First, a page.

This second story, the piano nobile, is the “real” story as it appears to Kinbote of the events leading to the poet’s death. But the real, real story, the story underneath, has been transpiring gradually, by degrees, to the reader. Kinbote is mad. He is a harmless refugee pedant named Botkin who teaches in the Russian department and who fancies himself to be the exiled king of Zembla. This delusion, which he supposes to be his secret, is known to the poet, who pities him, and to the campus at large, which does not--the insensate woman in the grocery store was expressing the general opinion. The killer is just what he claims to be--Jack Grey, an escaped criminal lunatic, who has been sent to the State Asylum for the Insane by, precisely. Judge Goldsworth, Botkin’s landlord. It is Judge Goldsworth that the madman intended to murder, not Botkin, alias Kinbote, alias Charles the Beloved; the slain poet was the victim of a case of double mistaken identity (his poem too is murdered by its editor, who mistakes it for something else). The clue to Gradus-Grey, moreover, was in Botkin’s hands when, early in the narrative, he leafed through a sentimenta album kept by the judge containing photographs of the killers he had sent to prison or condemned to death: “ . . . a strangler’s quite ordinary-looking hands, a self-made widow, the close-set merciless eyes of a homicidal maniac (somewhat resembling, I admit, the late Jacques d’Argus), a bright little parricide aged seven. . . .” He got, as it were, a preview of the coming film--a frequent occurrence in this kind of case. Projected onto Zembla, in fact, are the daily events of the campus. Gradus’ boss, Uzumrudov, one of the higher Shadows, met on the Riviera in a green velvet jacket is slowly recognized to be “little Mr. Anon.,” alias Gerald Emerald, alias Reginald Emerald, a teacher of freshman English, who has made advances to (read in reverse “had advances made to him by”) Professor Botkin, and who is also the author of a rude anonymous note suggesting that Professor Botkin has halitosis. The paranoid political structure called Zembla in Botkin’s exiled fantasy--with its Extremist government and secret agents--is a transliteration of a pederast’s persecution complex, complicated by the “normal” conspiracy-mania of a faculty common room.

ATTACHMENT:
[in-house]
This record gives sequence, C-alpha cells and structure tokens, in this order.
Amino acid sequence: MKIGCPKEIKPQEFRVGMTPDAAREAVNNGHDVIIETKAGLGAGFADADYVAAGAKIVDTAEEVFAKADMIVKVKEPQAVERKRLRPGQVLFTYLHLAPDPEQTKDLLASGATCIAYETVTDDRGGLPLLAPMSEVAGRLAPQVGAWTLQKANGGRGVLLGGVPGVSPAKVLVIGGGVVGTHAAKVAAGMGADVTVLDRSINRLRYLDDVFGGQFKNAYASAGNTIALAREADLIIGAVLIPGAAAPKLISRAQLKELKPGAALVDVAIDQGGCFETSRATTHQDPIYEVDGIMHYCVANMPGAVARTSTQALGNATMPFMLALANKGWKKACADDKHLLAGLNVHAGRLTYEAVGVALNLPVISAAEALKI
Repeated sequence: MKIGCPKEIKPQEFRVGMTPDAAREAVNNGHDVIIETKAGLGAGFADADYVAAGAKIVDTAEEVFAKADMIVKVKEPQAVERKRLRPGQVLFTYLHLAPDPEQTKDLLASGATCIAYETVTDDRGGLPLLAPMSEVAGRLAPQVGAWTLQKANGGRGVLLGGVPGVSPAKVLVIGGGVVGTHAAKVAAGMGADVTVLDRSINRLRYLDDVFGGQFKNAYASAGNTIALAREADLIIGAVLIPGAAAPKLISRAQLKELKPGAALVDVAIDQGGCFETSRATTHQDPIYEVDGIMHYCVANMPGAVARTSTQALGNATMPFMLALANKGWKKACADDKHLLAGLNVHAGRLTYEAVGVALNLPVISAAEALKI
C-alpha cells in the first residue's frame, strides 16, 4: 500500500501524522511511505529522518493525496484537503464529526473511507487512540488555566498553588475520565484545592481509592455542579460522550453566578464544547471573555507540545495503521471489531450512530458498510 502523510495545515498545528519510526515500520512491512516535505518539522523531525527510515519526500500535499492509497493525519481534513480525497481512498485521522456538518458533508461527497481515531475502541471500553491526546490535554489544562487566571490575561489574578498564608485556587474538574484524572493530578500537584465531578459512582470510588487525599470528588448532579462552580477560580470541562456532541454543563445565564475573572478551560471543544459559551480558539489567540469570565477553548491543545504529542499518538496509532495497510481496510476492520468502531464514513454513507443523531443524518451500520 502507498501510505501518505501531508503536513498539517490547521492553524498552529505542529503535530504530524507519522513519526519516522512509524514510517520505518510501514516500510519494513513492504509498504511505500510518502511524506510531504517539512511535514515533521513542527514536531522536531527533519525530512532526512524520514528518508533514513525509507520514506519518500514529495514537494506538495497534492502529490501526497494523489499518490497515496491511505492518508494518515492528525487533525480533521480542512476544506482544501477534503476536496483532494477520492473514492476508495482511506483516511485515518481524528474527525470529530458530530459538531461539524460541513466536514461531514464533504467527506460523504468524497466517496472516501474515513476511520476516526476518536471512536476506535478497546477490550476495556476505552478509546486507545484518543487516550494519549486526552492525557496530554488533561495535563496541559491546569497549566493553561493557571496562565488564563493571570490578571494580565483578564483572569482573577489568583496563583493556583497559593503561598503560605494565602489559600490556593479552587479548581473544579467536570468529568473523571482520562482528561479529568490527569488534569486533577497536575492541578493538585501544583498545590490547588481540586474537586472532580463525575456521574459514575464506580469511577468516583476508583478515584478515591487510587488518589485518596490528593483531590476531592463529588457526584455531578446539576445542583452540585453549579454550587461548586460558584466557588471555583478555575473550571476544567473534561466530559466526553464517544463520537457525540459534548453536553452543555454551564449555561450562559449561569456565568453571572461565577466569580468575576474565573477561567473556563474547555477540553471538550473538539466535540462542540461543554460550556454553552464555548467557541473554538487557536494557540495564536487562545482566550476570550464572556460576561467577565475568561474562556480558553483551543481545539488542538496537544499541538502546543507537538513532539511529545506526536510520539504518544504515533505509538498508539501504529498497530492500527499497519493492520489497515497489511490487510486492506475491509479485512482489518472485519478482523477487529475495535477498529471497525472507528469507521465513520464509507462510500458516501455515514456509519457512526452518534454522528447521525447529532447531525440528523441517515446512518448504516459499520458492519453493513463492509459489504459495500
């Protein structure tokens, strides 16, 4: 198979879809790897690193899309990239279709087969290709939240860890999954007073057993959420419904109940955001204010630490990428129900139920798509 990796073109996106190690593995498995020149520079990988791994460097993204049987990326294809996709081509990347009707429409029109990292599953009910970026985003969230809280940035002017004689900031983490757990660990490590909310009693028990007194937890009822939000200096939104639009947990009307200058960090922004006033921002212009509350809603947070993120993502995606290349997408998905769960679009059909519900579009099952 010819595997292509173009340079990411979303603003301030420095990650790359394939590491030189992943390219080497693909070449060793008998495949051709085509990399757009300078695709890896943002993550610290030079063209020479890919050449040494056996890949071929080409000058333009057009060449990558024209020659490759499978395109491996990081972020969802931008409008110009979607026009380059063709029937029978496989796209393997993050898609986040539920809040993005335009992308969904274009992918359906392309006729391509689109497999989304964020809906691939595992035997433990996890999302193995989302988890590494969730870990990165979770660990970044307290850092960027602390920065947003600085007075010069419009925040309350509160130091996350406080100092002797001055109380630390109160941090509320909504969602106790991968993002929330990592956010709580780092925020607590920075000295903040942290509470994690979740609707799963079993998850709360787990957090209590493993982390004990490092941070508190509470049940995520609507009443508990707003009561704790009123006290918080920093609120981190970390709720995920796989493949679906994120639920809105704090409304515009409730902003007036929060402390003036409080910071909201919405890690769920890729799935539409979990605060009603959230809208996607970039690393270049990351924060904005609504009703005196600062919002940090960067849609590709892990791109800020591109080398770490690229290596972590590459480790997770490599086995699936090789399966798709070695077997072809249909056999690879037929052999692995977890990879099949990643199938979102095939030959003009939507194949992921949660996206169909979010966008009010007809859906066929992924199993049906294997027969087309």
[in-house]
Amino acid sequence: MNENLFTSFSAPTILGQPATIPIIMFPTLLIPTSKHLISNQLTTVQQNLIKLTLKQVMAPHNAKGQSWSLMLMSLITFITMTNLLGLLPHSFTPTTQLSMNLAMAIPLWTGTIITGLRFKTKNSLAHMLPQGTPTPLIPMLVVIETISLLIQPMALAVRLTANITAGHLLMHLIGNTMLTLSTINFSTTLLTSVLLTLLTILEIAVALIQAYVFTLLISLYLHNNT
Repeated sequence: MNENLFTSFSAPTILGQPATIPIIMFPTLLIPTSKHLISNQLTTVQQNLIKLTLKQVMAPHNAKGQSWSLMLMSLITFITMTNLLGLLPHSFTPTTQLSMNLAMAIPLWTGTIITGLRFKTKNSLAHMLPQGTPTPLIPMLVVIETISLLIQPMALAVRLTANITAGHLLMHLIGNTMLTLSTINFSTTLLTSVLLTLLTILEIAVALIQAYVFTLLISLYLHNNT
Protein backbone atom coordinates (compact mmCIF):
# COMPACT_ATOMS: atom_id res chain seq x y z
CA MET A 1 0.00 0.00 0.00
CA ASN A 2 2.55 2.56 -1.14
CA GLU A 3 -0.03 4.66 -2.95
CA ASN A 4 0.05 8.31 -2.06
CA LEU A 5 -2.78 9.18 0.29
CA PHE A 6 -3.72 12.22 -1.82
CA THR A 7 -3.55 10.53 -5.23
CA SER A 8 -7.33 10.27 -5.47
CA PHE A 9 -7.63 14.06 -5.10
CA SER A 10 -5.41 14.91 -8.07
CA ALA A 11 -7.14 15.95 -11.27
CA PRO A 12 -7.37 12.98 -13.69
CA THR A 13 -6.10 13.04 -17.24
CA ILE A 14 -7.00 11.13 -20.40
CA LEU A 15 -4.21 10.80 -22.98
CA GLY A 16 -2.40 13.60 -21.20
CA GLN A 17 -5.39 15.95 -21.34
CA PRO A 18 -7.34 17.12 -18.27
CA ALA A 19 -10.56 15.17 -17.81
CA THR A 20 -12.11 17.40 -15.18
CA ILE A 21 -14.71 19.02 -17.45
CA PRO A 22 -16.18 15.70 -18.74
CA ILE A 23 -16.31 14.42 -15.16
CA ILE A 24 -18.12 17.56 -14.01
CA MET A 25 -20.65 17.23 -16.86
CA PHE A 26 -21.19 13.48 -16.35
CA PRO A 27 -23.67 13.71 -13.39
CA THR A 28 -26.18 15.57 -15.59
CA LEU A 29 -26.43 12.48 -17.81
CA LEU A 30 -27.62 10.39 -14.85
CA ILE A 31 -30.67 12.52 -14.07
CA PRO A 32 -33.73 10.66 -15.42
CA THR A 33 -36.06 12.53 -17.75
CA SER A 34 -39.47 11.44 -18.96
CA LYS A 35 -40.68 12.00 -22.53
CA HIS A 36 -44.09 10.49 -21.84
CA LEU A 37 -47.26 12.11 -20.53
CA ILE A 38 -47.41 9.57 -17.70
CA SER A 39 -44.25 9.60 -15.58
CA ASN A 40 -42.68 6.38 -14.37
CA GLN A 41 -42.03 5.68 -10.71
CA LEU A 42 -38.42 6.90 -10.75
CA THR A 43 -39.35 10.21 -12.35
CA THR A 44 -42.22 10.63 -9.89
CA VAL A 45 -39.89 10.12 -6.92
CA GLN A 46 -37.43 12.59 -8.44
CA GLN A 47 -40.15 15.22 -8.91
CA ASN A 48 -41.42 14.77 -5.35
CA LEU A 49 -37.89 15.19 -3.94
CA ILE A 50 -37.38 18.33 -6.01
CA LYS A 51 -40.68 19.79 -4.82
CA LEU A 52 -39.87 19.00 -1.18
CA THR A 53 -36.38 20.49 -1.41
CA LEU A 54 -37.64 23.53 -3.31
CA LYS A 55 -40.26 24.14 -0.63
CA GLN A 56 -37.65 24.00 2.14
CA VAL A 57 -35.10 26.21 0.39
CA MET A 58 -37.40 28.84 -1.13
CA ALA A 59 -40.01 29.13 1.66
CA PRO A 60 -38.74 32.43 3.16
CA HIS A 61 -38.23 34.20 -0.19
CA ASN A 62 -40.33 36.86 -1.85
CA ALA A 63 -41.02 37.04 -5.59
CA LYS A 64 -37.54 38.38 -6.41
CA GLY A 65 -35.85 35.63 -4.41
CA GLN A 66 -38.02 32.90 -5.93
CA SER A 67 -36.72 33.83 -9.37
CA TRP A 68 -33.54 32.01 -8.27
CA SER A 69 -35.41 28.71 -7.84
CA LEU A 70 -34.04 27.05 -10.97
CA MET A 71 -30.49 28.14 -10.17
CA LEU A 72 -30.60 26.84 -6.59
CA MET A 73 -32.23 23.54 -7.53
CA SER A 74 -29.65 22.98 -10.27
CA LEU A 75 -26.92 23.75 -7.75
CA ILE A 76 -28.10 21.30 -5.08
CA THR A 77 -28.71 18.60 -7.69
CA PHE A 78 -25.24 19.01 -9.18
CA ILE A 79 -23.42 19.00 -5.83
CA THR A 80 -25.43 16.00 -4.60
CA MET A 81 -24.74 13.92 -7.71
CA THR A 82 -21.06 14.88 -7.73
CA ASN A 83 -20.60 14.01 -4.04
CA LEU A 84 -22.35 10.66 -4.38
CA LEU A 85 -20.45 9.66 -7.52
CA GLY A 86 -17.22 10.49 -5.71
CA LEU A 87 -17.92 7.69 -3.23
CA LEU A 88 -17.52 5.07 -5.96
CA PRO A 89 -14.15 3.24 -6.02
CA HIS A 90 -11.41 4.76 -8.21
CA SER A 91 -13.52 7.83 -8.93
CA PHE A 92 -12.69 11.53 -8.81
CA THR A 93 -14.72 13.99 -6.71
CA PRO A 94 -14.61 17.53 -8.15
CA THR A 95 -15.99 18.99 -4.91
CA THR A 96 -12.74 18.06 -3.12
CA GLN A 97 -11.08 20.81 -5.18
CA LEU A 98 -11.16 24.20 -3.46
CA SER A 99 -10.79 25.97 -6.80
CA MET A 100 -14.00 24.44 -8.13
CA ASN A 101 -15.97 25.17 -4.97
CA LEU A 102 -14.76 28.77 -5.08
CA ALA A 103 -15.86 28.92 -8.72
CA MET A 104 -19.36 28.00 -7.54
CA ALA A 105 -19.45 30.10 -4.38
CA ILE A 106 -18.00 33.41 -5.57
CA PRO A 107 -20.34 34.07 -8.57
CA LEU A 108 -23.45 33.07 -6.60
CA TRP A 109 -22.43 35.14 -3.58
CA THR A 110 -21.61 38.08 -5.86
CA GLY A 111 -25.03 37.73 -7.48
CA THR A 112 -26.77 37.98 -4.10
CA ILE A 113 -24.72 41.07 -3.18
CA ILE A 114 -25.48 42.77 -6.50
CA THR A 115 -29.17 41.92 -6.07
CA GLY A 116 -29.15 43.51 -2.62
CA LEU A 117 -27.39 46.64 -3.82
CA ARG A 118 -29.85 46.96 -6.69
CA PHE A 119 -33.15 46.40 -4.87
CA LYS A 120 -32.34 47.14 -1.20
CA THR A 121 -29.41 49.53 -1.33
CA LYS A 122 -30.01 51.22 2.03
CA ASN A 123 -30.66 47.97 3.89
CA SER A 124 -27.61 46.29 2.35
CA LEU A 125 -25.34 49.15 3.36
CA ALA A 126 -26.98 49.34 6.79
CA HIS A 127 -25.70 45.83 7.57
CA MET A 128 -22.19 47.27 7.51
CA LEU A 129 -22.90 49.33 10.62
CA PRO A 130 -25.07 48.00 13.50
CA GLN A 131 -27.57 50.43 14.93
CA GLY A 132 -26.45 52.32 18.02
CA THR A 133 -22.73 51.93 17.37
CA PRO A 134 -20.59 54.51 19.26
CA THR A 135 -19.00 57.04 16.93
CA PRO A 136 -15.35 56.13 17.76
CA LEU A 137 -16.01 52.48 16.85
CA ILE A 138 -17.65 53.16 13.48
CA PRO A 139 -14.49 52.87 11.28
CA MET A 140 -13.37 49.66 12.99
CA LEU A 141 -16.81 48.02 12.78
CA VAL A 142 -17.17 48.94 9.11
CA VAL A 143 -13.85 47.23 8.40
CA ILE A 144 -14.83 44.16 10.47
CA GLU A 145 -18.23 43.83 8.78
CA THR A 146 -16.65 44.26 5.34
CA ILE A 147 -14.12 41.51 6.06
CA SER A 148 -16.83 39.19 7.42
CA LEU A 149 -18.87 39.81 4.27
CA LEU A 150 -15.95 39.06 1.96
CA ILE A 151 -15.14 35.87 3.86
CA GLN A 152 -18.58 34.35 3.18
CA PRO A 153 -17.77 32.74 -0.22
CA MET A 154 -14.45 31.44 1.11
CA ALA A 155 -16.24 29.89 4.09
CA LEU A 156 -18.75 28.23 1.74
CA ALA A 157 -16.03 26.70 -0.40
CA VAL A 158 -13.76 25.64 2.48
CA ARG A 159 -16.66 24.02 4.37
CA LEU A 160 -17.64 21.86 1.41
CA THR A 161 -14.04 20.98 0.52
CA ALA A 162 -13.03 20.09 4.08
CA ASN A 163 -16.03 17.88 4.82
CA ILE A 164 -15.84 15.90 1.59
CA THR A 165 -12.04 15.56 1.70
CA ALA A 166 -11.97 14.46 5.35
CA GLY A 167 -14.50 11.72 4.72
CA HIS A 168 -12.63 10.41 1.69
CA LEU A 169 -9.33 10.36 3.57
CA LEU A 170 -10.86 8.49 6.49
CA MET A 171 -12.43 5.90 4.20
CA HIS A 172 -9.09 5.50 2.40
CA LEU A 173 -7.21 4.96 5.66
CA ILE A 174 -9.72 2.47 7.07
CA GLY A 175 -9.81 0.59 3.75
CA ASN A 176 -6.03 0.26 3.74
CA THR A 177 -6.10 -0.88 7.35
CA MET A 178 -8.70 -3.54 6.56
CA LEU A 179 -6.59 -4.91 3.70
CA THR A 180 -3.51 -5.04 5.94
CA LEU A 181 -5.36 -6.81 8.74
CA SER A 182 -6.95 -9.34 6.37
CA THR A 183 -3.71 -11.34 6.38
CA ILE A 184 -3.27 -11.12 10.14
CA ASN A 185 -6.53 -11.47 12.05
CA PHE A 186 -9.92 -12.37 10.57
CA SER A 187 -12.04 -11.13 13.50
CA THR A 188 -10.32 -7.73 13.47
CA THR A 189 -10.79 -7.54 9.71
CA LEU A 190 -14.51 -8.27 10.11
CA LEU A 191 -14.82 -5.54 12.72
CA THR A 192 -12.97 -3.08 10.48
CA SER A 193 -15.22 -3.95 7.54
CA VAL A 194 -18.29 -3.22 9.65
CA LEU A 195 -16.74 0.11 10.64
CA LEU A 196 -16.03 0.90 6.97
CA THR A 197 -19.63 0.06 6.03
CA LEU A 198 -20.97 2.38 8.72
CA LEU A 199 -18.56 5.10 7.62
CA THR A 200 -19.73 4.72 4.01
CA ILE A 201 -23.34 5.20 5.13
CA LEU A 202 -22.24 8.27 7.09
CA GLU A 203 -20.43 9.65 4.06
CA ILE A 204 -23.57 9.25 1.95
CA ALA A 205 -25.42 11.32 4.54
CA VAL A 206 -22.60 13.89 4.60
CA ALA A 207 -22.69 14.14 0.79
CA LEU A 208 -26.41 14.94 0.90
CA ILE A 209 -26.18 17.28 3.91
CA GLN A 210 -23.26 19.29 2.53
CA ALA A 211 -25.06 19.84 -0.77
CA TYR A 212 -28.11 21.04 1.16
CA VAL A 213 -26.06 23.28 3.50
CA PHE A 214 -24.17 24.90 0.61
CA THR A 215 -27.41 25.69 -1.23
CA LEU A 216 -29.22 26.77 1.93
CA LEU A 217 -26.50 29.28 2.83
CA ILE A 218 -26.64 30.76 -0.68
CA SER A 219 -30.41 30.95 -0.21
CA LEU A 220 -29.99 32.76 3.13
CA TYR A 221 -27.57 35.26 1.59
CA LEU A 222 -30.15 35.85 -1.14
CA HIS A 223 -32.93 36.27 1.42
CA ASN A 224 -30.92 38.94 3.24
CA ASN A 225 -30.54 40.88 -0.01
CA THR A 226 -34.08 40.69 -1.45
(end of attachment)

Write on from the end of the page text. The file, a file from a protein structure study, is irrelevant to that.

But there is in fact a “Zembla,” behind the Iron Curtain. The real, real story, the plane of ordinary sanity and common sense, the reader’s presumed plane, cannot be accepted as final. The explanation that Botkin is mad will totally satisfy only Professors H. and C. and their consorts, who can put aside Pale Fire as a detective story, with the reader racing the author to the solution. Pale Fire is not a detective story, though it includes one. Each plane or level in its shadow box proves to be a false bottom; there is an infinite perspective regression, for the book is a book of mirrors.

Shade’s poem begins with a very beautiful image, of a bird that has flown against a window and smashed itself, mistaking the reflected sky in the glass for the true azure. “I was the shadow of the waxwing slain/ By the false azure of the window pane.” This image is followed by another, still more beautiful and poignant, a picture of that trick of optics whereby a room at night, when the shades have not been
drawn, is reflected in the dark landscape outside.

“Uncurtaining the night I’d let dark
Hang all the furniture above the
And how delightful when a fall of
Covered my glimpse of lawn and
reached up so
As to make chair and bed exactly
Upon that snow, out in that crystal

“That crystal land,” notes the commentator, loony Professor Botkin. “Perhaps an allusion to Zembla, my dear country.” On the plane of everyday sanity, he errs. But on the plane of poetry and magic, he is speaking the simple truth, for Zembla is Semblance, Appearance, the mirror-realm, the Looking Glass of Alice. This is the first clue in the treasure-hunt, pointing the reader to the dual or punning nature of the whole work’s composition. Pale Fire, a reflective poem, is also a prism of reflections. Zembla, the land of seeming, now governed by the Extremists, is the antipodes of Appalachia, in real homespun democratic America, but it is also the semblable, the twin, as seen in a distorting glass. Semblance becomes resemblance.

“But where the Extreme of Vice was
ne’er agreed.
Ask where’s the North? At York,
‘tis on the Tweed;
In Scotland, at the Oroades, and
At Greenland, Zembla, or the Lord
knows where;
No creature owns it in the first
But thinks his neighbor farther gone
than he.”

Pope is saying that vice, when you start to look for it, is always somewhere else--a will-o’-the-wisp. This somewhere else is Zembla, but it is also next door, at your neighbor’s. Now Botkin is Shade’s neighbor and vice versa; moreover, people who live in glass houses.... Shade has a vice, the bottle, the festive glass, and Botkin’s vice is that he is an invert, i.e., turned upside down, as the antipodes are, relative to each other. Further, the reader will notice that the word Extreme, with a capital (Zemblan Extremists) and the word degree (Gradus is degree in Russian), both occur in these verses, in the neighborhood of Zembla, pre-mirroring Pale Fire, as though by second sight. Reading on, you find (lines 267-268), the following lines quoted by John Shade in a discarded variant: